UNOSAT has been hosted by CERN’s IT department since its inception in 2001, and relies on the Laboratory’s IT infrastructure to produce extremely precise maps of regions of the world affected or threatened by natural disaster or conflict. “The maps we produce are very high resolution, up to 30 cm,” says Einar Bjorgo, who manages the UNOSAT programme. “They are an essential tool for teams in the field arranging aid and sustainable reconstruction.” Thanks to these maps, UNOSAT has already helped guide emergency teams through various locations, such as in West Africa since 2014 in the fight against the Ebola epidemic, in Nepal after the series of earthquakes that hit the region in spring 2015, or at present in the context of the Syrian conflict or just this past week, in Haiti, to assess the damage of Hurricane Matthew.
To produce these maps, the UNOSAT team uses very high resolution satellite images made available by space agencies and public and private satellite data providers. These raw satellite images are stored on CERN’s servers and, thanks to the technology of the Worldwide LHC Computing Grid, are then transformed into legible, downloadable maps. “CERN’s support is essential,” adds Einar Bjorgo. “Without its powerful IT infrastructure, we wouldn’t be able to compile the satellite data we receive to make it usable.”
Over the years, the programme’s maps have become web-based and more and more dynamic thanks to daily updates and the addition of photographs taken in the field by UNOSAT agents and volunteers. “We have developed a smartphone application called UN-ASIGN, which allows people to take photos, geo-locate them and share them with UNOSAT,” explains Einar Bjorgo. “These images provide us with vital information and help us to evaluate the situation in the field.”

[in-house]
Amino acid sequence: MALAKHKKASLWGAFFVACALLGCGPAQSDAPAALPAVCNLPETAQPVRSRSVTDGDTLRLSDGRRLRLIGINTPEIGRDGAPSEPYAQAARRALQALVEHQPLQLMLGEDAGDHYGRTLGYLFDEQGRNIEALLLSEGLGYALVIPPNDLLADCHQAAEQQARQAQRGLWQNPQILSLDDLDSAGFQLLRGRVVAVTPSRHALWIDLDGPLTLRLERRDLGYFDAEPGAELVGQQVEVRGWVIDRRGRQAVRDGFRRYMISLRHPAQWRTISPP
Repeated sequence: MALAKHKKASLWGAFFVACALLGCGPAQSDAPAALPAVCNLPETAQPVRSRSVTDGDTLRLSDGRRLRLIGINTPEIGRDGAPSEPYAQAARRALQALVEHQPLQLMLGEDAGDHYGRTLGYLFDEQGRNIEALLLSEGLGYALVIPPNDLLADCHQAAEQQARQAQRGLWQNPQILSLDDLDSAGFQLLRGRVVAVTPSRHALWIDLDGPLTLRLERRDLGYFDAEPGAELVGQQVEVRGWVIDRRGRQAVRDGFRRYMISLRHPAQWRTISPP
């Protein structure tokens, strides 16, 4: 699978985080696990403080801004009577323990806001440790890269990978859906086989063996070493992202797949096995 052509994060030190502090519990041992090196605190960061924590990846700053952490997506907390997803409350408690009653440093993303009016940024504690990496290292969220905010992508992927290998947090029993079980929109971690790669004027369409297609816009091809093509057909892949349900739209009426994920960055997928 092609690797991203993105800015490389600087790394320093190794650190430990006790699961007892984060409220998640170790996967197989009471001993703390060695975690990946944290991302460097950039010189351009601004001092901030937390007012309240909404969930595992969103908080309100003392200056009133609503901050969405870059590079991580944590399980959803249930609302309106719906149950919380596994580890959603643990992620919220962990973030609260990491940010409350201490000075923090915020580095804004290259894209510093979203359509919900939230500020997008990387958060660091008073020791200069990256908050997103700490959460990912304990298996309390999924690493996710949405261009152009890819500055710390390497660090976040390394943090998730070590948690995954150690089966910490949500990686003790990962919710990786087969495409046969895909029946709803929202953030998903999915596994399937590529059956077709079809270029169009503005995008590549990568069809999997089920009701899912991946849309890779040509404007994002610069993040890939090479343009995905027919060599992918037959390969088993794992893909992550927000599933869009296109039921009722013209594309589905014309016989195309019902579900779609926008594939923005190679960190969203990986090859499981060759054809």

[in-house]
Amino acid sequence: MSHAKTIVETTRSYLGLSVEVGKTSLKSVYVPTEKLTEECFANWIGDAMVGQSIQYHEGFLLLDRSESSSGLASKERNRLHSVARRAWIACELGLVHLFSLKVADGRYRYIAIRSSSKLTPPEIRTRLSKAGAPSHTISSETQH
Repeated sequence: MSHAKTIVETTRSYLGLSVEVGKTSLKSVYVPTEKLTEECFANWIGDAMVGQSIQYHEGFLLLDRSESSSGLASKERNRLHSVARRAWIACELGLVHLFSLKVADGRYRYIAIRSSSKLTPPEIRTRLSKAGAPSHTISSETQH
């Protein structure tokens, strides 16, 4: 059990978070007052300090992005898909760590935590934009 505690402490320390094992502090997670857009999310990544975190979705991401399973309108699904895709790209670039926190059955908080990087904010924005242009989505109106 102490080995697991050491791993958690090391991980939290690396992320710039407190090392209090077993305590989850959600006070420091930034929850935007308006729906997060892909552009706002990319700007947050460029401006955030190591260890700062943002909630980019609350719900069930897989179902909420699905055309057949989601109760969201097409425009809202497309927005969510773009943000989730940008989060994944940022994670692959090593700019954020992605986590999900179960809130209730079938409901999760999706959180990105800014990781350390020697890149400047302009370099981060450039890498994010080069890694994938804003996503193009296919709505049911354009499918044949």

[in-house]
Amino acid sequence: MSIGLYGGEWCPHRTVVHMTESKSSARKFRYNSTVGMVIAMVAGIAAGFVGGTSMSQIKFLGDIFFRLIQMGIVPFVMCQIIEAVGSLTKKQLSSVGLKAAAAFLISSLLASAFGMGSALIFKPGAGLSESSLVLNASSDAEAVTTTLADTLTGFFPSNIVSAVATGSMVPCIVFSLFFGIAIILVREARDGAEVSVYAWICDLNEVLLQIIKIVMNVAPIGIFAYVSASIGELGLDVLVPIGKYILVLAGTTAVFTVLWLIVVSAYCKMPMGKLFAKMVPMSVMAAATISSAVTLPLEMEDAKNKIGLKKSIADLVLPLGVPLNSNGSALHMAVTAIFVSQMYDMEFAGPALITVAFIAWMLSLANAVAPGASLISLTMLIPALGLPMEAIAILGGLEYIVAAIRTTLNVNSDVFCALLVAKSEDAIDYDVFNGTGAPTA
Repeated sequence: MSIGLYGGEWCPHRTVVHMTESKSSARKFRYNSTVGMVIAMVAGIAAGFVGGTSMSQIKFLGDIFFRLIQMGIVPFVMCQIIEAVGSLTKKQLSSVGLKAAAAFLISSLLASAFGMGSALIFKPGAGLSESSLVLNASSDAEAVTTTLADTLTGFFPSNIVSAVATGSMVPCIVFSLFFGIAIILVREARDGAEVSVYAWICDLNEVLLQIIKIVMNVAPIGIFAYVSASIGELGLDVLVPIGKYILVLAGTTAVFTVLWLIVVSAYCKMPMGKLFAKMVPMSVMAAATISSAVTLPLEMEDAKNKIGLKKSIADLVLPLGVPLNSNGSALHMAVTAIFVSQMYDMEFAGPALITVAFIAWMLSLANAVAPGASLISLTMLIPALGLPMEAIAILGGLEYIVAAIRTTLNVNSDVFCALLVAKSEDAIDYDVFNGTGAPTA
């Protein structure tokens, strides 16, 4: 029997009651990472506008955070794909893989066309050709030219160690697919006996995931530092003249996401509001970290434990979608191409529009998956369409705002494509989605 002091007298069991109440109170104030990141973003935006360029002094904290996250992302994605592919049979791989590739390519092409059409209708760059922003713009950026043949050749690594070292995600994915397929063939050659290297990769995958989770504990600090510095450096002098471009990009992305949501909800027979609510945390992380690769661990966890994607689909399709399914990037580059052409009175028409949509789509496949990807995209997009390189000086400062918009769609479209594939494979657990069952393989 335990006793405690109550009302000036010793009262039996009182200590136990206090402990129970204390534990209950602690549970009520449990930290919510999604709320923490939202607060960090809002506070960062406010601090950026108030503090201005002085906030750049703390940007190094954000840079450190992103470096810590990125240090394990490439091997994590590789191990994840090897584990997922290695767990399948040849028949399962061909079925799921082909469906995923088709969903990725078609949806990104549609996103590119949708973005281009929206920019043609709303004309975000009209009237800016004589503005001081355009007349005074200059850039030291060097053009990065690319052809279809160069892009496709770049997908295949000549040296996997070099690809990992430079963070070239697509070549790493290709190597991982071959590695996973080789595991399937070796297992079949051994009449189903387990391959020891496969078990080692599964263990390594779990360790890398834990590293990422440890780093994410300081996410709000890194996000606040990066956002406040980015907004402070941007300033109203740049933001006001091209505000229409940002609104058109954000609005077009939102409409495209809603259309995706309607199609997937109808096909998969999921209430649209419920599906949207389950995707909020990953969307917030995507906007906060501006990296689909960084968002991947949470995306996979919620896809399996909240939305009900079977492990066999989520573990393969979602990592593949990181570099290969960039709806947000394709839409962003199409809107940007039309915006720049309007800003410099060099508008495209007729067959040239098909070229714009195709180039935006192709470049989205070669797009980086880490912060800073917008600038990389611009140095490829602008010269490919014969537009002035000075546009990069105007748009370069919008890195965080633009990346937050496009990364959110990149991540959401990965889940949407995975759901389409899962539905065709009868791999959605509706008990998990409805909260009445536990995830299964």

UNOSAT is now also collaborating with UNESCO on the protection of cultural sites, particularly in conflict zones. “When there is an armed conflict, it is difficult for UNESCO agents to get to cultural sites and evaluate their condition,” says Einar Bjorgo. “Our very high resolution maps allow them to get an initial overview of any damage.” In the framework of this collaboration, UNOSAT has already published several reports, notably on the condition of Syrian cultural sites.
The programme also plays a fundamental role in training government officials. For over ten years, UNOSAT’s four agencies, at CERN, N’Djamena (Chad), Nairobi (Kenya) and Bangkok (Thailand), have been providing training in the use of geospatial IT tools for various applications, such as risk management in the event of natural disasters, water management and town planning. “It is essential for every country in the world to be able to benefit from the tools developed by UNOSAT for development purposes,” concludes Einar Bjorgo. “This is enshrined both in the new sustainable development goals adopted by the UN and in UNOSAT’s own mission statement.”